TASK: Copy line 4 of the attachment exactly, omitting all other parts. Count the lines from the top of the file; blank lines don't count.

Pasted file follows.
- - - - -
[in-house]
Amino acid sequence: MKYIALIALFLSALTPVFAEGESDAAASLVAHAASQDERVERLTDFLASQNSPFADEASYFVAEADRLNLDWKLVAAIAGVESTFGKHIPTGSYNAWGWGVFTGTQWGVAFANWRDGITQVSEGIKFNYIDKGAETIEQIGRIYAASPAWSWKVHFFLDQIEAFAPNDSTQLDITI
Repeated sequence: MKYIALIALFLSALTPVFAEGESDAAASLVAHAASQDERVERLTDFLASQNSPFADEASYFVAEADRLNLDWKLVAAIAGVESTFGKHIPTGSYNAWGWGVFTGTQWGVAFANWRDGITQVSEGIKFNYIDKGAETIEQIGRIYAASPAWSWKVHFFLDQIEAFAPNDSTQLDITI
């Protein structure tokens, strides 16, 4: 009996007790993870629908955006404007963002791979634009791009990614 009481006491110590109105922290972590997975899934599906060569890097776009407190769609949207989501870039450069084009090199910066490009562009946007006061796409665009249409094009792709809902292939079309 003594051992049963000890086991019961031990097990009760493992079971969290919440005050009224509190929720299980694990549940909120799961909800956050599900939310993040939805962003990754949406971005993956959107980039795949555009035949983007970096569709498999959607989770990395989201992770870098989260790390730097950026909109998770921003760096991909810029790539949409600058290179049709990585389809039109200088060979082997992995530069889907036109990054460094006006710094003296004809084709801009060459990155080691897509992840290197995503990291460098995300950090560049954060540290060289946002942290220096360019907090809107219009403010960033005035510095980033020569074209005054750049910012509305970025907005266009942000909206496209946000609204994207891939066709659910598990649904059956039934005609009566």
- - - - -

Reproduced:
């Protein structure tokens, strides 16, 4: 009996007790993870629908955006404007963002791979634009791009990614 009481006491110590109105922290972590997975899934599906060569890097776009407190769609949207989501870039450069084009090199910066490009562009946007006061796409665009249409094009792709809902292939079309 003594051992049963000890086991019961031990097990009760493992079971969290919440005050009224509190929720299980694990549940909120799961909800956050599900939310993040939805962003990754949406971005993956959107980039795949555009035949983007970096569709498999959607989770990395989201992770870098989260790390730097950026909109998770921003760096991909810029790539949409600058290179049709990585389809039109200088060979082997992995530069889907036109990054460094006006710094003296004809084709801009060459990155080691897509992840290197995503990291460098995300950090560049954060540290060289946002942290220096360019907090809107219009403010960033005035510095980033020569074209005054750049910012509305970025907005266009942000909206496209946000609204994207891939066709659910598990649904059956039934005609009566």